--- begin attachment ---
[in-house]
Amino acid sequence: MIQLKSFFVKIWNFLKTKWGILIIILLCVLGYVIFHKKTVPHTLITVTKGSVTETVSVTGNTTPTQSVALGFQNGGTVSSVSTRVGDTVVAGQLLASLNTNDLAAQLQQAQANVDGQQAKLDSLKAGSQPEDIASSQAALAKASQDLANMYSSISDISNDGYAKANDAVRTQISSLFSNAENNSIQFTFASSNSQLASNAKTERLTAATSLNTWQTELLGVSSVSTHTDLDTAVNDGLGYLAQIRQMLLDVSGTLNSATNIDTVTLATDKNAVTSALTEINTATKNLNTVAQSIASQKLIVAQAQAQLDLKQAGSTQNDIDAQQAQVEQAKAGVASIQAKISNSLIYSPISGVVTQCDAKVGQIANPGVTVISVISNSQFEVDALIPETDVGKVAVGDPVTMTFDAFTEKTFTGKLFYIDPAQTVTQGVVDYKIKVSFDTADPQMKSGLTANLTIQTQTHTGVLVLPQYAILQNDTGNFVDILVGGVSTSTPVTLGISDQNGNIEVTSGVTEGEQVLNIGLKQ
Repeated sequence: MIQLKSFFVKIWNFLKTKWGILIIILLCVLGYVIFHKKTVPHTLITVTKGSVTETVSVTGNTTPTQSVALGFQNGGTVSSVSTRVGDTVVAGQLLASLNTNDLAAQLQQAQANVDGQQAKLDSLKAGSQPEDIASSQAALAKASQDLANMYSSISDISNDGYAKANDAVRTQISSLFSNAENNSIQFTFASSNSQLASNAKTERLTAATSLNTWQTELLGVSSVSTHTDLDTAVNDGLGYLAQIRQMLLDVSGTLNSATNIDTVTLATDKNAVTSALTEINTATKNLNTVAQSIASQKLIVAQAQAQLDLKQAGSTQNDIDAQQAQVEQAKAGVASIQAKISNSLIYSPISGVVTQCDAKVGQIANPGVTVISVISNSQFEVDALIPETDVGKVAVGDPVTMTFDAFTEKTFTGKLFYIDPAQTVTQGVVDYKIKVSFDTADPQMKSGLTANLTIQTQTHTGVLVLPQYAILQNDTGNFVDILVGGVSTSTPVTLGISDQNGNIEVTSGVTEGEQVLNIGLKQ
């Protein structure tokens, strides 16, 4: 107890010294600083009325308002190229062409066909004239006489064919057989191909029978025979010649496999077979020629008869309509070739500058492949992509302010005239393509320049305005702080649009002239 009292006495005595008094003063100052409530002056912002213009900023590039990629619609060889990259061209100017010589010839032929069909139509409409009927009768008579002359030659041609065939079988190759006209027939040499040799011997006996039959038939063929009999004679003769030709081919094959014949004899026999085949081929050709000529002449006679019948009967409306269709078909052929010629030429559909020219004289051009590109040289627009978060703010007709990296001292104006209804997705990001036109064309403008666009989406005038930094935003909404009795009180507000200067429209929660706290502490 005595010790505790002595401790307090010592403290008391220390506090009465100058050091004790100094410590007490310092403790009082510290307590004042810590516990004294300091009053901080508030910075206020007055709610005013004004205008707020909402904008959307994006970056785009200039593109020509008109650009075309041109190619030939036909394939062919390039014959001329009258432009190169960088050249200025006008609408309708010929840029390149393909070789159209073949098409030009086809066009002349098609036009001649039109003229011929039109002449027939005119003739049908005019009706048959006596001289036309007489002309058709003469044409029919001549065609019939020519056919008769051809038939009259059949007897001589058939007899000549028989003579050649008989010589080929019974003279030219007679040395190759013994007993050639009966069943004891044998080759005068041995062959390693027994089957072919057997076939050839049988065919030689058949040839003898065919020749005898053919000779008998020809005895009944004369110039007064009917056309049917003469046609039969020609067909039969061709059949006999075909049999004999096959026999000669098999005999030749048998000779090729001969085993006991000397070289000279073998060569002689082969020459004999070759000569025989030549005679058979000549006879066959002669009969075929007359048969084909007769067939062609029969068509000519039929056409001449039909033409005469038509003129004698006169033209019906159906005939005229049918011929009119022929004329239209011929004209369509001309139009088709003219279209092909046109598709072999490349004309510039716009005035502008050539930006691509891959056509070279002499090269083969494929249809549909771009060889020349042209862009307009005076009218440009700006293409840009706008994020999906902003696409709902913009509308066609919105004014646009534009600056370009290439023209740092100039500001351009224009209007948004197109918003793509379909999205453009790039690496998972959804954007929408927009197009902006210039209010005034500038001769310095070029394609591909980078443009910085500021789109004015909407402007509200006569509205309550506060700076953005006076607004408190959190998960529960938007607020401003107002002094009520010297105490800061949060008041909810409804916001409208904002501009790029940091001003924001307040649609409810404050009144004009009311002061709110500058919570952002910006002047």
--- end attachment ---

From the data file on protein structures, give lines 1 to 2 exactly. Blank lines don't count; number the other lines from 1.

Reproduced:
[in-house]
Amino acid sequence: MIQLKSFFVKIWNFLKTKWGILIIILLCVLGYVIFHKKTVPHTLITVTKGSVTETVSVTGNTTPTQSVALGFQNGGTVSSVSTRVGDTVVAGQLLASLNTNDLAAQLQQAQANVDGQQAKLDSLKAGSQPEDIASSQAALAKASQDLANMYSSISDISNDGYAKANDAVRTQISSLFSNAENNSIQFTFASSNSQLASNAKTERLTAATSLNTWQTELLGVSSVSTHTDLDTAVNDGLGYLAQIRQMLLDVSGTLNSATNIDTVTLATDKNAVTSALTEINTATKNLNTVAQSIASQKLIVAQAQAQLDLKQAGSTQNDIDAQQAQVEQAKAGVASIQAKISNSLIYSPISGVVTQCDAKVGQIANPGVTVISVISNSQFEVDALIPETDVGKVAVGDPVTMTFDAFTEKTFTGKLFYIDPAQTVTQGVVDYKIKVSFDTADPQMKSGLTANLTIQTQTHTGVLVLPQYAILQNDTGNFVDILVGGVSTSTPVTLGISDQNGNIEVTSGVTEGEQVLNIGLKQ